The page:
August 7, 2022

The Nerve

Where Government Gets Exposed

S.C. School Districts Short on Transparency

The NerveThe majority of school districts in South Carolina received a grade of D or F for transparency, according to analysis done by Sunshine Review, a pro-transparency group.

As a group, South Carolina school districts earned a “D” for information available on their websites, Sunshine Review announced Monday.

The review found that although most school districts performed poorly, there were some bright spots: Pickens School District received an “A-minus,” grade, the only school district in South Carolina to do so; while Charleston and Greenville both received “B-minus” grades.

However, more than one-third of South Carolina’s 85 school districts failed Sunshine Review’s transparency checklist: Anderson 2, Barnwell 45, Calhoun, Clarendon 1, Clarendon 2, Clarendon 3, Dillon 1, Florence 2, Florence 5, Hampton 1, Hampton 2, Laurens 56, Lee, Marion 1, Marion 7, Marlboro, Mullins, Orangeburg 3, Orangeburg 4, Orangeburg 5, Saluda, Spartanburg 1, Spartanburg 3, Spartanburg 4, Spartanburg 6, Williamsburg and Williston 29. In addition, Bamberg 2 and Spartanburg 5 don’t have websites.

All told, 54 of the state’s school districts, or 64 percent, received either a failing grade or a “D-minus,” Sunshine Review reported.

Sunshine Review’s “10-Point Transparency Checklist,” measures content available on websites against what should be provided. Checklist items include information about budgets, meetings, elected and administrative officials, background checks, audits, contracts, academic performance, public records and taxes.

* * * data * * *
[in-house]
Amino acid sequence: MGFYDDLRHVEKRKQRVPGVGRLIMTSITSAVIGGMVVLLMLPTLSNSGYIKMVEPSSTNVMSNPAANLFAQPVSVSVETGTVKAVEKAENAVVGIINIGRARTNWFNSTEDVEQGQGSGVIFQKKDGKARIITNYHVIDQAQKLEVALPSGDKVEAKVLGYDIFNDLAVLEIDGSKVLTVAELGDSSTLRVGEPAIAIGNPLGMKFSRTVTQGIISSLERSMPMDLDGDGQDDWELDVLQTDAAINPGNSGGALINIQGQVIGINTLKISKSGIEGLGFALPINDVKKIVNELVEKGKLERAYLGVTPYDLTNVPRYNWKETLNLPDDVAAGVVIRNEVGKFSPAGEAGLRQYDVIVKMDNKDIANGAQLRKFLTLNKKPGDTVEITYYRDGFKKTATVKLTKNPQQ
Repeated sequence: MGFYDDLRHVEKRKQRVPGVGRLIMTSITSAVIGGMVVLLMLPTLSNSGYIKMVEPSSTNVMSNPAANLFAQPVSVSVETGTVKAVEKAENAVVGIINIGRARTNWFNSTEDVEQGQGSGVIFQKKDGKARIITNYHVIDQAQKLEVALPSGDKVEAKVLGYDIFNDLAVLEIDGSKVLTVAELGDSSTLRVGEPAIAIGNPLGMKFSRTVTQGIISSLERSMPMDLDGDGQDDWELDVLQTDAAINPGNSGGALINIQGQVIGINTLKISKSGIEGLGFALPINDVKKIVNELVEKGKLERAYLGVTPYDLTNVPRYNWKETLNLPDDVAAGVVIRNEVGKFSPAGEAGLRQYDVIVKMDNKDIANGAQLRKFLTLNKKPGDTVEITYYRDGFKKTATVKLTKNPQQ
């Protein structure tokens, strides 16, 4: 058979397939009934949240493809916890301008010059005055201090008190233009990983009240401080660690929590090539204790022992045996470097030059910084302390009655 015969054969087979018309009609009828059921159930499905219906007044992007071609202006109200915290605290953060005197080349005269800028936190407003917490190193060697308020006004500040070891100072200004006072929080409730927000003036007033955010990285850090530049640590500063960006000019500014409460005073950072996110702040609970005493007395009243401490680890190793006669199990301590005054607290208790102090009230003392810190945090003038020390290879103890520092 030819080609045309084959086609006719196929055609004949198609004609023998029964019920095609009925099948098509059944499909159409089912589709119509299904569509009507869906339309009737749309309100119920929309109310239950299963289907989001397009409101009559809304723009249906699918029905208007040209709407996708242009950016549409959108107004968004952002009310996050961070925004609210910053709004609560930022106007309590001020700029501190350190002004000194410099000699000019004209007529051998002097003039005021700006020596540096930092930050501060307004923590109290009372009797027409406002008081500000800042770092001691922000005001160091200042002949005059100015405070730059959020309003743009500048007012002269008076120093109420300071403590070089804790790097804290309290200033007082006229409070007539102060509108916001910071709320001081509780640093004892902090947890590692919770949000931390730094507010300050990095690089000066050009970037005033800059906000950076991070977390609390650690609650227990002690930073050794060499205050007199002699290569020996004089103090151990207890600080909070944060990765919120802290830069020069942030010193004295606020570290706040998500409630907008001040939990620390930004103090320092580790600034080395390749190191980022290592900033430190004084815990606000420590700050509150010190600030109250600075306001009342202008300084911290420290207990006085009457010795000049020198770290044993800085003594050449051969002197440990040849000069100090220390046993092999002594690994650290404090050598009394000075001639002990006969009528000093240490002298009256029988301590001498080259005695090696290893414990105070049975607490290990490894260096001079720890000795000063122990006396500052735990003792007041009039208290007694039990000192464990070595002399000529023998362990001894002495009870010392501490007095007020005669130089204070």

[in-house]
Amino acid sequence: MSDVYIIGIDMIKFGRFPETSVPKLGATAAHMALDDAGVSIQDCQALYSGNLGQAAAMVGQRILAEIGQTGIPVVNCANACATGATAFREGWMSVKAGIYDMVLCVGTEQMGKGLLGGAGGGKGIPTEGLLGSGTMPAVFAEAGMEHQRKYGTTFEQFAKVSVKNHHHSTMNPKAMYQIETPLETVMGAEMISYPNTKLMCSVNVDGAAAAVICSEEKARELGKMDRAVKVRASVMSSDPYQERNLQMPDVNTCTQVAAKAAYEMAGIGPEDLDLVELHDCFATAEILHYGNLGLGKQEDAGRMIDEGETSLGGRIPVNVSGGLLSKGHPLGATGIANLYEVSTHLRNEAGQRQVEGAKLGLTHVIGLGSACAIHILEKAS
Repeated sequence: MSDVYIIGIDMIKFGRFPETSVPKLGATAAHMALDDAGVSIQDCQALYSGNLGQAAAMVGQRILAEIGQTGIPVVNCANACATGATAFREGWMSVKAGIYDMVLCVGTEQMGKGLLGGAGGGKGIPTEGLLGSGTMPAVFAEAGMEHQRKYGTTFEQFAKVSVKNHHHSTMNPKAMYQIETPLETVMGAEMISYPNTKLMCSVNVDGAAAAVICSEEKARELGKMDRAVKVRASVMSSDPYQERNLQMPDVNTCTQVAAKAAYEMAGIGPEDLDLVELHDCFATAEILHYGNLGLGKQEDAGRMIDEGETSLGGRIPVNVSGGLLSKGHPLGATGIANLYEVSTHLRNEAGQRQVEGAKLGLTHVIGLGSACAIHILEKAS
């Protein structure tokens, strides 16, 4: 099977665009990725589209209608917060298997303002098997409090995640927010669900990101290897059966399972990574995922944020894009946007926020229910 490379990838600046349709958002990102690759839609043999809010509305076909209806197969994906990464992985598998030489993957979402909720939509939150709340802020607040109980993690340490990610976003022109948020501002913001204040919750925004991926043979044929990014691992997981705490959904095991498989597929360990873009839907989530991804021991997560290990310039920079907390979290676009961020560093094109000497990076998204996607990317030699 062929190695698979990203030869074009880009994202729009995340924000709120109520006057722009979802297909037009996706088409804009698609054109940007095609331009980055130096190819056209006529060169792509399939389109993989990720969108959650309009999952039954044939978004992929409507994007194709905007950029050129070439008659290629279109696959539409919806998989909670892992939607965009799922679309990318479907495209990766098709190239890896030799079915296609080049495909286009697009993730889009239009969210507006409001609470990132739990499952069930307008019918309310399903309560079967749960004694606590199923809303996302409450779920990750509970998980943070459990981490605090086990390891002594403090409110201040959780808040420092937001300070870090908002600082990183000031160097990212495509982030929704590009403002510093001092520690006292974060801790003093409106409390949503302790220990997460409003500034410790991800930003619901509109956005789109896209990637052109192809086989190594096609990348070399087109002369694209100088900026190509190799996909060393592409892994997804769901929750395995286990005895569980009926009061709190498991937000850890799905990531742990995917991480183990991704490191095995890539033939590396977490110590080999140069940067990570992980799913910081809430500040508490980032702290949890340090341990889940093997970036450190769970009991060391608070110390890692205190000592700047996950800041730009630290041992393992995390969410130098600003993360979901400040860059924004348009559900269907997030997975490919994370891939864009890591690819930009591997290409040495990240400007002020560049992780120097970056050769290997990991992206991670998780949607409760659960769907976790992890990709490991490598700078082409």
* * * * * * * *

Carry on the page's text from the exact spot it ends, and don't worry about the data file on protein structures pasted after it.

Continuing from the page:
“Public education is important in every American community,” said Michael Barnhart, president of Alexandria, Va.-based Sunshine Review, a nonprofit organization dedicated to state and local government transparency. “It is crucial for parents and taxpayers to have access to complete information about how school districts operate.”

While rural districts tended to fare worse than urban districts in terms of transparency, the websites of many districts in more populated counties proved inadequate in terms of information available.

Of Spartanburg’s seven districts, four failed; one didn’t have a website; one received a “D-minus; and one, Spartanburg 7, received a “C-minus.”

In the Midlands, Richland 1 received a “B-minus;” Richland 2 a “D-minus;” Lexington 1 a “D-minus;” Lexington 2 a “C-minus;” Lexington 3 a “C-minus;” Lexington 4 a “D-minus;” and Lexington-Richland 5 a “C-minus.”

Also, Horry County School District received a “D-minus,” while the Fort Mill and Rock Hill districts received “C-minuses.”

The lack of transparency appears endemic in some areas: All three Orangeburg districts failed, as did all three Clarendon districts, both districts in Hampton and both in Marion.

Reach Dietrich at (803) 779-5022, ext. 110, or

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The Nerve